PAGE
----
A team of researchers led by biophysicists at the University of Washington have come one step closer to designing tailor-made drug molecules that are more precise and carry fewer side effects than most existing therapeutic compounds. With the help of the Mira supercomputer, located at the Argonne Leadership Computing Facility at the U.S. Department of Energy's Argonne National Laboratory, the scientists have successfully designed and verified stable versions of synthetic peptides, components that join together to form proteins. More


ACMG Urges Caution When Editing Embryo Genomes
The Scientist    Share    Share on FacebookTwitterShare on LinkedinE-mail article
The board of directors of the American College of Medical Genetics and Genomics released a statement outlining their concerns about genome editing technologies in Genetics in Medicine. "Genome editing offers great promise for the future treatment of individuals and families with genetic disorders," the authors write, "but also raises major technological and ethical issues that must be resolved before clinical application." More


Advertisement


Scientists Take First Steps to Growing Human Organs in Pigs
Bioscience Technology    Share    Share on FacebookTwitterShare on LinkedinE-mail article
Scientists have grown human cells inside pig embryos, a very early step toward the goal of growing livers and other human organs in animals to transplant into people. The cells made up just a tiny part of each embryo, and the embryos were grown for only a few weeks, researchers reported. Such human-animal research has raised ethical concerns. The U.S. government suspended taxpayer funding of experiments in 2015. More


New Technique Could Lead to Safer, More Efficient Uranium Extraction
Science Daily    Share    Share on FacebookTwitterShare on LinkedinE-mail article
The separation of uranium, a key part of the nuclear fuel cycle, could potentially be done more safely and efficiently through a new technique developed by chemistry researchers at Oregon State University. The technique uses soap-like chemicals known as surfactants to extract uranium from an aqueous solution into a kerosene solution in the form of hollow clusters. Aside from fuel preparation, it may also find value in legacy waste treatment and for the cleanup of environmental contamination. More




Advertisement
Simplify Automated Nucleic Acid Analysis

High-throughput genomics and molecular biology workflows demand increasingly sophisticated automation. With a robotic arm interface, the Fragment Analyzer INFINITY Automated CE System can run over 2,400 samples a day, unattended. From genomics to screening for CRISPR gene editing events, it provides an intuitive user experience, simplifying automated nucleic acid analysis.


Engineered Intrinsically Disordered Proteins Provide Biomedical Insights
Phys.org    Share    Share on FacebookTwitterShare on LinkedinE-mail article
Biomedical researchers have engineered the first examples of biomimetic structures composed from a mysterious class of proteins that lack any sort of internal structure. In a paper titled, "Programming molecular self-assembly of intrinsically disordered proteins containing sequences of low complexity," and published in the journal Nature Chemistry, researchers reveal the ability to control the self-assembly and disassembly of these structures in an organized manner. More


Advertisement


US Science Community Reacts to Trump Administration
Chemical & Engineering News    Share    Share on FacebookTwitterShare on LinkedinE-mail article
Scientists and science advocates are among millions expressing concern over U.S. President Donald J. Trump's first days in office. Some moves by the Administration will affect chemists, especially those working at federal agencies. News reports about orders that allegedly restrict communication of federal science as well as a presidential directive that halts hiring of scientists and others drew reactions ranging from concern to outrage. More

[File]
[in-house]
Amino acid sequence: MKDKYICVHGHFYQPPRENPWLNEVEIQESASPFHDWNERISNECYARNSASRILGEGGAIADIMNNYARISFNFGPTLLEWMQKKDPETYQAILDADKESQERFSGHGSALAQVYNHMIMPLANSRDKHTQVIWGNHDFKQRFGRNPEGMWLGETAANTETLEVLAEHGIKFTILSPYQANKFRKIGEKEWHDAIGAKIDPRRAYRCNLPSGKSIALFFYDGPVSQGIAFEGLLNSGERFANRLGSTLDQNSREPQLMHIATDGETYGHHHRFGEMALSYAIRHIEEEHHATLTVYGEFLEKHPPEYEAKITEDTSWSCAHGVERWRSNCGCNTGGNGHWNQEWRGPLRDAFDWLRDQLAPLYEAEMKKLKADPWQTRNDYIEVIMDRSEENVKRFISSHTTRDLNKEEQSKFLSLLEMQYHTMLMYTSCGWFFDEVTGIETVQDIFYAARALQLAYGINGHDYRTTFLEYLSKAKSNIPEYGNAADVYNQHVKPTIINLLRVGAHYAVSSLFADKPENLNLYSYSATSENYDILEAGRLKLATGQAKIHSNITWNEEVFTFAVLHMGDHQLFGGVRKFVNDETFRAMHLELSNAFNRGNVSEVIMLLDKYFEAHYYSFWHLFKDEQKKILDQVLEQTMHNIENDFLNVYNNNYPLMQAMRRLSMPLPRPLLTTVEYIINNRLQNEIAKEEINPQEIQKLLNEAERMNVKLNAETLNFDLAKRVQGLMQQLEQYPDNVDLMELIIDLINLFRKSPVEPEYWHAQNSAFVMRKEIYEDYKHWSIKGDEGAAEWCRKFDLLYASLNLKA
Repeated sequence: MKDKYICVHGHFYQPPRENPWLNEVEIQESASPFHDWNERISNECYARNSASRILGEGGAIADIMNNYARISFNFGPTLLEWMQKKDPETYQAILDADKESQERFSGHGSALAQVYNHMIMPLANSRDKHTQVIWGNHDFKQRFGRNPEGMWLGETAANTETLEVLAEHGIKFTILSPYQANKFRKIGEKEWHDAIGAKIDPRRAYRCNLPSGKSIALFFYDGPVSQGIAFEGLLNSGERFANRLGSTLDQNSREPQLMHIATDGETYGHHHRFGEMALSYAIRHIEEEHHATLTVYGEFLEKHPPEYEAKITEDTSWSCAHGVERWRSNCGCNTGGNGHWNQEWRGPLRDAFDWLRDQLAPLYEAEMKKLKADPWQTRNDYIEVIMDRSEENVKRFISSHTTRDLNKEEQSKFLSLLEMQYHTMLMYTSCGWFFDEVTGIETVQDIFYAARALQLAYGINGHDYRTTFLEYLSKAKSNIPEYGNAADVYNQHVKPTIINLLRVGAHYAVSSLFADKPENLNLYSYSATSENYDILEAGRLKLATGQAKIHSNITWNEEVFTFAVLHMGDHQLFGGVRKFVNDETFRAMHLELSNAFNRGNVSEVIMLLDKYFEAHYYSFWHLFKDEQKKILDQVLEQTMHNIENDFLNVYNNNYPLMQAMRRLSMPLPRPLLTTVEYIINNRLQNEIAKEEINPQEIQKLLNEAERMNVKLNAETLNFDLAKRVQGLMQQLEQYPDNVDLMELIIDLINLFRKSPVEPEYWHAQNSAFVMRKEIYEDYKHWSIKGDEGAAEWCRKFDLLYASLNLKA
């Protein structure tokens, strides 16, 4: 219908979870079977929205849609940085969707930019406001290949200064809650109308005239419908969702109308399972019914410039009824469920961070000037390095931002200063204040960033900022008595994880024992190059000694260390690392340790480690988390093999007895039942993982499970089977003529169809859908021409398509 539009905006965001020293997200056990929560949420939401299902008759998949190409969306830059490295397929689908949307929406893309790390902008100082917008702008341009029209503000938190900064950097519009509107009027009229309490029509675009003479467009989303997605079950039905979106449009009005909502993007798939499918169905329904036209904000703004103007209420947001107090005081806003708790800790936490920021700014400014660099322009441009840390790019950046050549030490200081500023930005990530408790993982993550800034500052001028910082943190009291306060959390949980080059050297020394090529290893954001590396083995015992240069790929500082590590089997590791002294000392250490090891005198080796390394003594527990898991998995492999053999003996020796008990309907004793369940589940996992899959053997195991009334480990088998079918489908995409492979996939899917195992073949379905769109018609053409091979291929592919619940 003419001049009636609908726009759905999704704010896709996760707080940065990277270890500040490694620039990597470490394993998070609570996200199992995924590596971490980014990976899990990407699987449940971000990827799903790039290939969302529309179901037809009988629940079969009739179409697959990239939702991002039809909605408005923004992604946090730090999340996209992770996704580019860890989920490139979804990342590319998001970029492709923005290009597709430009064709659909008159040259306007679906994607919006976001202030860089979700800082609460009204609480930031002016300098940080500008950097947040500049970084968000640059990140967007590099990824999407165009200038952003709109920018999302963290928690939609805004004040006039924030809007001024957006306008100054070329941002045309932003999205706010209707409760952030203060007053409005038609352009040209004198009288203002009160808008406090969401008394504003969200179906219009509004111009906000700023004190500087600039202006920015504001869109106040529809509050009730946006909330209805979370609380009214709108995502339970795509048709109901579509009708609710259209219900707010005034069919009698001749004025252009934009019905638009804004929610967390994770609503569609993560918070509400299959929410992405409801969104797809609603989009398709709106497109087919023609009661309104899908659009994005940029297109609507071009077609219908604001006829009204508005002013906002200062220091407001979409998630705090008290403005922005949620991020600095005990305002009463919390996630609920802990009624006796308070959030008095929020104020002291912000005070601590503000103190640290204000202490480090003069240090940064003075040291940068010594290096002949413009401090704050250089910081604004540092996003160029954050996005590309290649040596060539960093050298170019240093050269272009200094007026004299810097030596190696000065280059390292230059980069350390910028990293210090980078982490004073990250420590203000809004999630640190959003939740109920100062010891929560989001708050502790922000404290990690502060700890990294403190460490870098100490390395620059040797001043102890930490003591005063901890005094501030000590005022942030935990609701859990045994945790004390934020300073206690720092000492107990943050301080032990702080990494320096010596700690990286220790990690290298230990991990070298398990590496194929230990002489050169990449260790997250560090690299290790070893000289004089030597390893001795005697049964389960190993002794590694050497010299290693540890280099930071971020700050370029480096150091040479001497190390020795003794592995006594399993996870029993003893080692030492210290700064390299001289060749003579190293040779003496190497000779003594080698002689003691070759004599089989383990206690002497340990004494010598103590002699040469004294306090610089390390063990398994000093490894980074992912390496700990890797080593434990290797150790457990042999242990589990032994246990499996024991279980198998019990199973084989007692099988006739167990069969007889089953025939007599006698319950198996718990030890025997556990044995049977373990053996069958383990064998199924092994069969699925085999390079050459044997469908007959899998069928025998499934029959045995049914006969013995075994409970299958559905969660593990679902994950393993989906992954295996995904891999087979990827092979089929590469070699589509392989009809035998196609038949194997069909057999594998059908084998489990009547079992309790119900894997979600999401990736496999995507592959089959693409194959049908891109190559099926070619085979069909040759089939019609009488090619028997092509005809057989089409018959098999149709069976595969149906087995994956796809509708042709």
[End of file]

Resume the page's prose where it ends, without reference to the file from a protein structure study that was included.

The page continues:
Advertisement
3D culture platform for HTS

ORGANOGENIX and MBL International together provide NanoCulture Plate for innovative drug discovery and HTS screening. NCP that has artificial scaffold which mimics the ECM structure achieve scaffold type 3D cell culture regardless of non-coating. NCP has several features which are high reproducibility, operability and observability for 3D HTS.
Advertisement
Meet KMC Systems - SLAS Booth#1601
KMC Systems is a leading provider of engineering services and contract manufacturing for the development, design and production of medical and life sciences instrumentation. We specialize in developing mechanized processes for tightly controlled and highly automated systems and manufacturing complex, highly-regulated instruments for the clinical environment. Visit KMC at Booth#1601.
Advertisement
Specialized Lab-on-a-Chip solutions
Micronit creates added value for our customers by offering a unique combination of:
1. Microfluidics expertise from design through prototyping to manufacturing.
2. Materials, from glass to polymers, silicon or hybrid combinations.
3. Customer application know-how, which together enable our customers to develop winning products, both now and in the future.


Description of Hydration Water in Protein (Green Fluorescent Protein) Solution
Journal of the American Chemical Society    Share    Share on FacebookTwitterShare on LinkedinE-mail article
The structurally and dynamically perturbed hydration shells that surround proteins and biomolecules have a substantial influence upon their function and stability. This makes the extent and degree of water perturbation of practical interest for general biological study and industrial formulation. We present an experimental description of the dynamical perturbation of hydration water around green fluorescent protein in solution. More


Stem Cell Exosomes Convey Hope for Cell-Free Glaucoma Treatment
Genetic Engineering & Biotechnology News    Share    Share on FacebookTwitterShare on LinkedinE-mail article
Ideally, a stem cell therapy wouldn't require the actual administration of stem cells. Even stem cells that secrete helpful compounds can lead to complications. For example, stem cells can lead to immune rejection and unwanted cell growth. In hopes of avoiding such complications in stem cell therapies meant to protect against glaucoma and other eye diseases, scientists based at the National Eye Institute decided to take a closer look at stem cells. More




Career


Field Application Specialist
Hamilton Company
US – NJ – Plainfield

HTS Specialist
St. Jude Children's Research Hospital
US – TN – Memphis

Laboratory Automation Engineer
Eli Lilly & Company
US – CA – San Diego

Search Jobs at SLAS Career Connections


news

 
SLAS Point-to-Point
Colby Horton, Vice President of Publishing, 469.420.2601
Download media kit

Dennis Hall, Executive Editor, 469.420.2656   
Contribute news

This edition of SLAS Point-to-Point was sent to ##Email##. To unsubscribe from receiving SLAS Point-to-Point, click here. To unsubscribe from all SLAS e-mail communications, please click here. Did someone forward this edition to you? Subscribe here — it's free!

SLAS Terms of Use Policy
Recent issues

Jan. 25, 2017
Jan. 18, 2017
Jan. 11, 2017
Jan. 4, 2017



7701 Las Colinas Ridge, Ste. 800, Irving, TX 75063